Tragically, in June 2001, the former convent was destroyed in a fire.  
One person was killed in the blaze.

"I think it's sad," said one local resident, "it was a landmark."


The village of New Riegel, Ohio, was officially incorporated on December 2, 1882, on petition of B. J. Murphy and 39 other  residents, and was presented to the commissioners of the county, on December 28, 1881. The local records, however, acknowledge the order of February 5, 1883, as the act of incorporate.

The first village elections were held on April 2, 1883.
  

In June, 1884, sidewalks and street crossings were authorized, and a series of public and private improvements commenced.

Andrew W Werley, the first postmaster at New Riegel, was appointed in 1877, and served until April, 1878, when he resigned in favor of C. H. Klein.  Andrew Werley established his grain trade here in 1881, and built an elevator the same year.


      Peter Reinhart's tombstone 
       faces St. Boniface Church 
                 photo by Tim Reinhart

According to early records, in 1885, the property of St. Boniface church was valued at $25,000. The beautiful church was said to be... 
"one of the finest buildings devoted to religion in northwestern Ohio; while the monastery, convent and schools are buildings equally suited to the wants of a large religious community and a great congregation."


According to 1885 statistics, the number of parishioners was over 600, principally Germans. 


Today, New Riegel is still a quiet farm community, with a strong Christian heritage.  

The current population is around 300 people.

The tragic fire that destroyed the convent will forever change the landscape, as the town prepares for another transition...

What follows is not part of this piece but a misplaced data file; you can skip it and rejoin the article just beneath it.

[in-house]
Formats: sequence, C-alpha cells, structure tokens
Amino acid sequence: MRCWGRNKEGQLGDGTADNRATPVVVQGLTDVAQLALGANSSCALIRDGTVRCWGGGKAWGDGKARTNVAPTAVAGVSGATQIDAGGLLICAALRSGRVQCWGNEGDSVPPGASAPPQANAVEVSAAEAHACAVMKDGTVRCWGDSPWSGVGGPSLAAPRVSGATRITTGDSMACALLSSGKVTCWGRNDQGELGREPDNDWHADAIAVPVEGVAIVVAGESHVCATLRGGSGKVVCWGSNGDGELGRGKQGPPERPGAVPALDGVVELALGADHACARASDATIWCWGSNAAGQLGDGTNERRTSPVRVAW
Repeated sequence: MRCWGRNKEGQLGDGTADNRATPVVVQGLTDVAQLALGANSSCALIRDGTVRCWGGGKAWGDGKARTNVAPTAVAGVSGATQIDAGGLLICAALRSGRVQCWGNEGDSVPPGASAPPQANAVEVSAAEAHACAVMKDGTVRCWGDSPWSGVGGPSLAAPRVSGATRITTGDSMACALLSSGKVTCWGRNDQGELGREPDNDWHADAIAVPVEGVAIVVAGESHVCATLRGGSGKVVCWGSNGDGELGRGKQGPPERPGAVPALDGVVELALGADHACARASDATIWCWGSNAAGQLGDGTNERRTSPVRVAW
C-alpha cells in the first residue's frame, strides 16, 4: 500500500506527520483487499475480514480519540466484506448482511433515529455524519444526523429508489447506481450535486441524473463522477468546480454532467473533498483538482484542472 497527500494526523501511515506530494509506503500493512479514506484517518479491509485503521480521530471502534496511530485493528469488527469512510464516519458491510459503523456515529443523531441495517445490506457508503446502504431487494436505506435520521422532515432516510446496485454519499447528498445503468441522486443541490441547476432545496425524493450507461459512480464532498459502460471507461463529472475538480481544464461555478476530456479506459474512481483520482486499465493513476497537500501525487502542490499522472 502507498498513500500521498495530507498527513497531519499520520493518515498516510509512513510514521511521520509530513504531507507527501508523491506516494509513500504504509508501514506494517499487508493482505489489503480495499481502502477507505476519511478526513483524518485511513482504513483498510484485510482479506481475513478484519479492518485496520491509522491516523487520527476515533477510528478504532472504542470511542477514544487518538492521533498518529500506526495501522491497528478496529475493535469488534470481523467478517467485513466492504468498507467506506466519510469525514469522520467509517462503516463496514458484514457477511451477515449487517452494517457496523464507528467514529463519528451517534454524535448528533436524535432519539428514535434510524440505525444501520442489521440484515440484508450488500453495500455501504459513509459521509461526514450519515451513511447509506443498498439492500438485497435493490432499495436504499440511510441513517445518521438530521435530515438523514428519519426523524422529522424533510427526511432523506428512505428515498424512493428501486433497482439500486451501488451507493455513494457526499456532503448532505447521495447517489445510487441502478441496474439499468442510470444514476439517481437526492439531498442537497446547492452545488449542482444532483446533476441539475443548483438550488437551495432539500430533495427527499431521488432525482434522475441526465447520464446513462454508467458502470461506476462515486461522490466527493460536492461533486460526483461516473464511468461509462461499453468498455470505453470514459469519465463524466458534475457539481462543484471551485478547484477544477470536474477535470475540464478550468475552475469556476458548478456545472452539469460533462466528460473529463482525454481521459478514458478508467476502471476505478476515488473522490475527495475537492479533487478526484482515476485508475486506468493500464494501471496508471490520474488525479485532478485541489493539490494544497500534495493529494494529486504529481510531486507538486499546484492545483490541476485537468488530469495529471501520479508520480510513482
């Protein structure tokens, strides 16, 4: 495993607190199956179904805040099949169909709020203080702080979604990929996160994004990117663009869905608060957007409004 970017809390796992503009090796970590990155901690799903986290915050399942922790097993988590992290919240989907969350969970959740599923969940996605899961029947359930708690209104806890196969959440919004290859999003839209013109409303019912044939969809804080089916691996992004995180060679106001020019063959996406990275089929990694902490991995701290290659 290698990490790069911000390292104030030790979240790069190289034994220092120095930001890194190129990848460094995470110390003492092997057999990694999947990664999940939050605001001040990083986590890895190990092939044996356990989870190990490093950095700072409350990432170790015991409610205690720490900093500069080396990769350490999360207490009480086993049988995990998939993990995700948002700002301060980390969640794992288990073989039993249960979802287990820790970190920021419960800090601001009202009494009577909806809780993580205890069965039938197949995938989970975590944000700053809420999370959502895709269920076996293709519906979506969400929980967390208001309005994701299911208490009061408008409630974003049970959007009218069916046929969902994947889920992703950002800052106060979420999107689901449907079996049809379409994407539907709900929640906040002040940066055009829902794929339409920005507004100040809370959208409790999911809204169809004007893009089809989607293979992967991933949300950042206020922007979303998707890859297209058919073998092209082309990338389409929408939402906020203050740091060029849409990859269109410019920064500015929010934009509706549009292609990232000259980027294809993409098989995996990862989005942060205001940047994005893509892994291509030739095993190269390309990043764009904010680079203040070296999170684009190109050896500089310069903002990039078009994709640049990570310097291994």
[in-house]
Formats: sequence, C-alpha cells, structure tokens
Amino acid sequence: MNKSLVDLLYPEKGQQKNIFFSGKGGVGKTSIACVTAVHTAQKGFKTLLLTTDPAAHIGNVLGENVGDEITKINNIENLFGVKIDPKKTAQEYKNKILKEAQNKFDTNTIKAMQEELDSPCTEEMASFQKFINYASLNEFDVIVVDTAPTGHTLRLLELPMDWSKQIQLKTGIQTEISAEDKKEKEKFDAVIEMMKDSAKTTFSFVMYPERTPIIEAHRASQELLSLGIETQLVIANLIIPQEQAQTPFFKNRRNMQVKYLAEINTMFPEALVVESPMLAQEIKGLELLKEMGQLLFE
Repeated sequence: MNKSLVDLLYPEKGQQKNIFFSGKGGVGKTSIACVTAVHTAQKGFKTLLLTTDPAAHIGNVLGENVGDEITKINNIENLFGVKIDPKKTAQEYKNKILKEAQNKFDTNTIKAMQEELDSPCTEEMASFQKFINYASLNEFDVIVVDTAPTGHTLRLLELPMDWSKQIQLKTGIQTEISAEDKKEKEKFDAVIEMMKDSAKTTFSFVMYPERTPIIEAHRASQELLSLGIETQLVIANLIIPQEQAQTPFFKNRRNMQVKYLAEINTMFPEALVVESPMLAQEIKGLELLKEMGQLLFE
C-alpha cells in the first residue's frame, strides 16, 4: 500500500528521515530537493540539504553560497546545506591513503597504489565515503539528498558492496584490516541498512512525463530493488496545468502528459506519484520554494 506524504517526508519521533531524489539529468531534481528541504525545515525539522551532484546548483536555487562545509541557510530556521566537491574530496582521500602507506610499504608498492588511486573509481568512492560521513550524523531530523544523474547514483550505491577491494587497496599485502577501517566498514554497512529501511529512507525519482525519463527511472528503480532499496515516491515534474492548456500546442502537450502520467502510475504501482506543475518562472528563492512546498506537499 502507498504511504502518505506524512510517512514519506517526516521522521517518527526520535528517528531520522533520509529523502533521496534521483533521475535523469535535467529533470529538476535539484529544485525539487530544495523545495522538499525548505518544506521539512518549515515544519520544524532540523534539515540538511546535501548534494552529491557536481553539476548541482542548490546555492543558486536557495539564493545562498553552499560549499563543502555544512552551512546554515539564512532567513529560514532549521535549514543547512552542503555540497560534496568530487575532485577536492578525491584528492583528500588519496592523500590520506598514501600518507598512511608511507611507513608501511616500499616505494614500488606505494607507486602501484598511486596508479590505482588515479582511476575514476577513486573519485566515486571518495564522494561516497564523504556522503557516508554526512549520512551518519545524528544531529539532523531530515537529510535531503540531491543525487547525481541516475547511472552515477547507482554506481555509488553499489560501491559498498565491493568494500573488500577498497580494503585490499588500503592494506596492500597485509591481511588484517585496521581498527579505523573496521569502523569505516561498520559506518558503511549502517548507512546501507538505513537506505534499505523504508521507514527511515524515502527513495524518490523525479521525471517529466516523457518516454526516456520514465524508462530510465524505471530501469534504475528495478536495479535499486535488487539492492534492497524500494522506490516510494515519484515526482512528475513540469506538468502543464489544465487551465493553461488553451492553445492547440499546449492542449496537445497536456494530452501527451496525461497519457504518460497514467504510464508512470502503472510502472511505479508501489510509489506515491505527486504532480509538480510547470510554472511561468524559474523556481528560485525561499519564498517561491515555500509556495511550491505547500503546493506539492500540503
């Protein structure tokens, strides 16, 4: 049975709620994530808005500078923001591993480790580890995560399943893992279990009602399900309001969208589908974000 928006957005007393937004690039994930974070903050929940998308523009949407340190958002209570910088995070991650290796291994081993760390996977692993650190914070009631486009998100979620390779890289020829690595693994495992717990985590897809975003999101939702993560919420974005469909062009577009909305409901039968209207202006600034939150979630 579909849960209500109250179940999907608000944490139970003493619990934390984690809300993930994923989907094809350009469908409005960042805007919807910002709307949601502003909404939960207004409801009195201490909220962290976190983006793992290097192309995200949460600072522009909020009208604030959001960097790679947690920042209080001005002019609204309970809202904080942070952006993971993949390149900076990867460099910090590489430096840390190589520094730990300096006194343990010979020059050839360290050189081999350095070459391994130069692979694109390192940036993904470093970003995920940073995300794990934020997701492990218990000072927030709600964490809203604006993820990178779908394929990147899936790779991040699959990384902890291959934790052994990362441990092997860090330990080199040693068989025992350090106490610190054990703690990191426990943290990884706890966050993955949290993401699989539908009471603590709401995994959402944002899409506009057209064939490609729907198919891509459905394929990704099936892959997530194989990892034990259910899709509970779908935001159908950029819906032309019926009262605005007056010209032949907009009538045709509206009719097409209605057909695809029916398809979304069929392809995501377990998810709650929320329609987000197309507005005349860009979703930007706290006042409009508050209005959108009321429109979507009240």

New Riegel High School, home of the "Blue Jackets" will soon be torn down to make way for their new high school, taking New Riegel far into the 21st Century.

The town is probably best known 
for the New Riegel Cafe'...   
home of famous ribs.  

So, if you're ever driving through Northern Ohio, you've got to make a stop in New Riegel...  and try some of those ribs!



New Riegel, Ohio
January 2001
photo by Tim Reinhart




New Riegel Hotel & Bar
at the turn of the century
photo courtesy of New Riegel Cafe'
Click on photo to enlarge



The "Big 6"
Weighing in at over 1,200 lbs

August 9, 1900
photo courtesy of New Riegel Cafe'
Click on photo to enlarge



New Riegel Fair
First Logs for the Buckeye Stave Mill 

October 10, 1900
photo courtesy of New Riegel Cafe'
Click on photo to enlarge



New Riegel, Ohio
December 22, 1900
photo courtesy of New Riegel Cafe'
Click on photo to enlarge



Construction of the new Convent
from 1893 to 1894
photo courtesy of New Riegel Cafe'
Click on photo to enlarge



The Convent is destroyed by fire
June 2001
photo by Tim Reinhart




Tornado hits New Riegel in the 1950s
photo courtesy of Floyd Reinhart
Click on photo to enlarge



New Riegel from the air, 1960
photo by Floyd Reinhart

Click on photo to enlarge




New Riegel from the air, 1960
photo by Floyd Reinhart

Click on photo to enlarge




New Riegel Skyline:
St. Boniface Church & Grain Elevators

photo by Tim Reinhart




New Riegel Cafe'
Home of Famous Ribs

photo by Tim Reinhart

M O R E   P H O T O S

See New Riegel from a unique perspective...   
from above !!